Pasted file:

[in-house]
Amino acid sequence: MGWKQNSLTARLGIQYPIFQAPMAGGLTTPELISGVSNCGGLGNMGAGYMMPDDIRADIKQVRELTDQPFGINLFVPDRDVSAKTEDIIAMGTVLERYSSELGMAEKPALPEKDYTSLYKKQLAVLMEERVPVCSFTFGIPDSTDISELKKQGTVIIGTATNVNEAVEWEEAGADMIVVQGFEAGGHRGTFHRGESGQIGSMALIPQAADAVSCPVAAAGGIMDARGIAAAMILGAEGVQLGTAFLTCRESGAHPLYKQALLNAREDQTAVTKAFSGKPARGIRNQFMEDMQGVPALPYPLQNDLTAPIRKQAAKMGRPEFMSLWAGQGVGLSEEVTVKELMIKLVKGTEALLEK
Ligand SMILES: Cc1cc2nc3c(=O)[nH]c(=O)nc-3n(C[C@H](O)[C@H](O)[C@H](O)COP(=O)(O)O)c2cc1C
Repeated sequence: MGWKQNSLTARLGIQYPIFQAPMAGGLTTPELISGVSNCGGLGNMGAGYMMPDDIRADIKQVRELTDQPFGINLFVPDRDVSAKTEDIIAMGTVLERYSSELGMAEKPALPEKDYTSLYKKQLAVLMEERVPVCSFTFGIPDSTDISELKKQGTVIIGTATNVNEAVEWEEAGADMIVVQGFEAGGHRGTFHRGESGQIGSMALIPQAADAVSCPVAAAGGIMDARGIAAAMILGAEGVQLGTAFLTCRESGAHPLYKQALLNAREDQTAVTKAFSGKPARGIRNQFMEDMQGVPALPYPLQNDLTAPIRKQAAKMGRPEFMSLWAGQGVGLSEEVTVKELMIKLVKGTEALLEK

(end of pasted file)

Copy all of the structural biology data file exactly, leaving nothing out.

[in-house]
Amino acid sequence: MGWKQNSLTARLGIQYPIFQAPMAGGLTTPELISGVSNCGGLGNMGAGYMMPDDIRADIKQVRELTDQPFGINLFVPDRDVSAKTEDIIAMGTVLERYSSELGMAEKPALPEKDYTSLYKKQLAVLMEERVPVCSFTFGIPDSTDISELKKQGTVIIGTATNVNEAVEWEEAGADMIVVQGFEAGGHRGTFHRGESGQIGSMALIPQAADAVSCPVAAAGGIMDARGIAAAMILGAEGVQLGTAFLTCRESGAHPLYKQALLNAREDQTAVTKAFSGKPARGIRNQFMEDMQGVPALPYPLQNDLTAPIRKQAAKMGRPEFMSLWAGQGVGLSEEVTVKELMIKLVKGTEALLEK
Ligand SMILES: Cc1cc2nc3c(=O)[nH]c(=O)nc-3n(C[C@H](O)[C@H](O)[C@H](O)COP(=O)(O)O)c2cc1C
Repeated sequence: MGWKQNSLTARLGIQYPIFQAPMAGGLTTPELISGVSNCGGLGNMGAGYMMPDDIRADIKQVRELTDQPFGINLFVPDRDVSAKTEDIIAMGTVLERYSSELGMAEKPALPEKDYTSLYKKQLAVLMEERVPVCSFTFGIPDSTDISELKKQGTVIIGTATNVNEAVEWEEAGADMIVVQGFEAGGHRGTFHRGESGQIGSMALIPQAADAVSCPVAAAGGIMDARGIAAAMILGAEGVQLGTAFLTCRESGAHPLYKQALLNAREDQTAVTKAFSGKPARGIRNQFMEDMQGVPALPYPLQNDLTAPIRKQAAKMGRPEFMSLWAGQGVGLSEEVTVKELMIKLVKGTEALLEK